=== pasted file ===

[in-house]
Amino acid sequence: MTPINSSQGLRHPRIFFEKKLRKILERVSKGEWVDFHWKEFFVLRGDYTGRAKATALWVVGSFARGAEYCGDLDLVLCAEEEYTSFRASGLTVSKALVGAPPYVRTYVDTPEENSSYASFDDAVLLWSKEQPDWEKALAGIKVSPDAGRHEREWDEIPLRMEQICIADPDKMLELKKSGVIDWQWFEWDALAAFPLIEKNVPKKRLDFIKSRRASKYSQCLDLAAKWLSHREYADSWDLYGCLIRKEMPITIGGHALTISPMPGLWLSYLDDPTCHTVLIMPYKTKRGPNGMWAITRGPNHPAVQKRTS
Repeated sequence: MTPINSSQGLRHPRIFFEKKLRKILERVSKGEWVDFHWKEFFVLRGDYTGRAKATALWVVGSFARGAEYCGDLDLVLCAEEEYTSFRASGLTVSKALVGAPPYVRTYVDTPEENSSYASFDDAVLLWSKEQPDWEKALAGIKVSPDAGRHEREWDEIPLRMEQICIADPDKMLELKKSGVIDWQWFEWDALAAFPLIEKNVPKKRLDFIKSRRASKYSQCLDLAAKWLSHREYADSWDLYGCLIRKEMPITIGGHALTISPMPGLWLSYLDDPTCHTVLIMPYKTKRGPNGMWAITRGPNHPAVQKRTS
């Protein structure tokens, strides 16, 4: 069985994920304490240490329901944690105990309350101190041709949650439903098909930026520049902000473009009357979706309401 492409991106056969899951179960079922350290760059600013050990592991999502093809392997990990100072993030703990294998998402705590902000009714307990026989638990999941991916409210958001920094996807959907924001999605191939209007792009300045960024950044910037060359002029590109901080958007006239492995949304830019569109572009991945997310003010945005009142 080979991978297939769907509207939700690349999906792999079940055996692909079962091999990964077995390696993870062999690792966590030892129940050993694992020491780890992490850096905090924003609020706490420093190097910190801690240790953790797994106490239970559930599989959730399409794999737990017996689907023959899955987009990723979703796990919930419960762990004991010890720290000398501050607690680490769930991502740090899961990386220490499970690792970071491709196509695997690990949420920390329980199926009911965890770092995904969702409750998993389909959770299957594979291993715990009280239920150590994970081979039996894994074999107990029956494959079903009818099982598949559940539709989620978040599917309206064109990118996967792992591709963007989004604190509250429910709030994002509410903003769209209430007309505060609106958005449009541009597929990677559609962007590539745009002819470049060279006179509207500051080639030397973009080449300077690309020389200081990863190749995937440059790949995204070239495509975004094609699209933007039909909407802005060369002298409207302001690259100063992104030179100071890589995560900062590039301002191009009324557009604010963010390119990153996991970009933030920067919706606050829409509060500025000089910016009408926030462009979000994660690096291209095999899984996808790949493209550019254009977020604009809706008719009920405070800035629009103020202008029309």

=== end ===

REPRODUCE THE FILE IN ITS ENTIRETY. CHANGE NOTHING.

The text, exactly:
[in-house]
Amino acid sequence: MTPINSSQGLRHPRIFFEKKLRKILERVSKGEWVDFHWKEFFVLRGDYTGRAKATALWVVGSFARGAEYCGDLDLVLCAEEEYTSFRASGLTVSKALVGAPPYVRTYVDTPEENSSYASFDDAVLLWSKEQPDWEKALAGIKVSPDAGRHEREWDEIPLRMEQICIADPDKMLELKKSGVIDWQWFEWDALAAFPLIEKNVPKKRLDFIKSRRASKYSQCLDLAAKWLSHREYADSWDLYGCLIRKEMPITIGGHALTISPMPGLWLSYLDDPTCHTVLIMPYKTKRGPNGMWAITRGPNHPAVQKRTS
Repeated sequence: MTPINSSQGLRHPRIFFEKKLRKILERVSKGEWVDFHWKEFFVLRGDYTGRAKATALWVVGSFARGAEYCGDLDLVLCAEEEYTSFRASGLTVSKALVGAPPYVRTYVDTPEENSSYASFDDAVLLWSKEQPDWEKALAGIKVSPDAGRHEREWDEIPLRMEQICIADPDKMLELKKSGVIDWQWFEWDALAAFPLIEKNVPKKRLDFIKSRRASKYSQCLDLAAKWLSHREYADSWDLYGCLIRKEMPITIGGHALTISPMPGLWLSYLDDPTCHTVLIMPYKTKRGPNGMWAITRGPNHPAVQKRTS
């Protein structure tokens, strides 16, 4: 069985994920304490240490329901944690105990309350101190041709949650439903098909930026520049902000473009009357979706309401 492409991106056969899951179960079922350290760059600013050990592991999502093809392997990990100072993030703990294998998402705590902000009714307990026989638990999941991916409210958001920094996807959907924001999605191939209007792009300045960024950044910037060359002029590109901080958007006239492995949304830019569109572009991945997310003010945005009142 080979991978297939769907509207939700690349999906792999079940055996692909079962091999990964077995390696993870062999690792966590030892129940050993694992020491780890992490850096905090924003609020706490420093190097910190801690240790953790797994106490239970559930599989959730399409794999737990017996689907023959899955987009990723979703796990919930419960762990004991010890720290000398501050607690680490769930991502740090899961990386220490499970690792970071491709196509695997690990949420920390329980199926009911965890770092995904969702409750998993389909959770299957594979291993715990009280239920150590994970081979039996894994074999107990029956494959079903009818099982598949559940539709989620978040599917309206064109990118996967792992591709963007989004604190509250429910709030994002509410903003769209209430007309505060609106958005449009541009597929990677559609962007590539745009002819470049060279006179509207500051080639030397973009080449300077690309020389200081990863190749995937440059790949995204070239495509975004094609699209933007039909909407802005060369002298409207302001690259100063992104030179100071890589995560900062590039301002191009009324557009604010963010390119990153996991970009933030920067919706606050829409509060500025000089910016009408926030462009979000994660690096291209095999899984996808790949493209550019254009977020604009809706008719009920405070800035629009103020202008029309």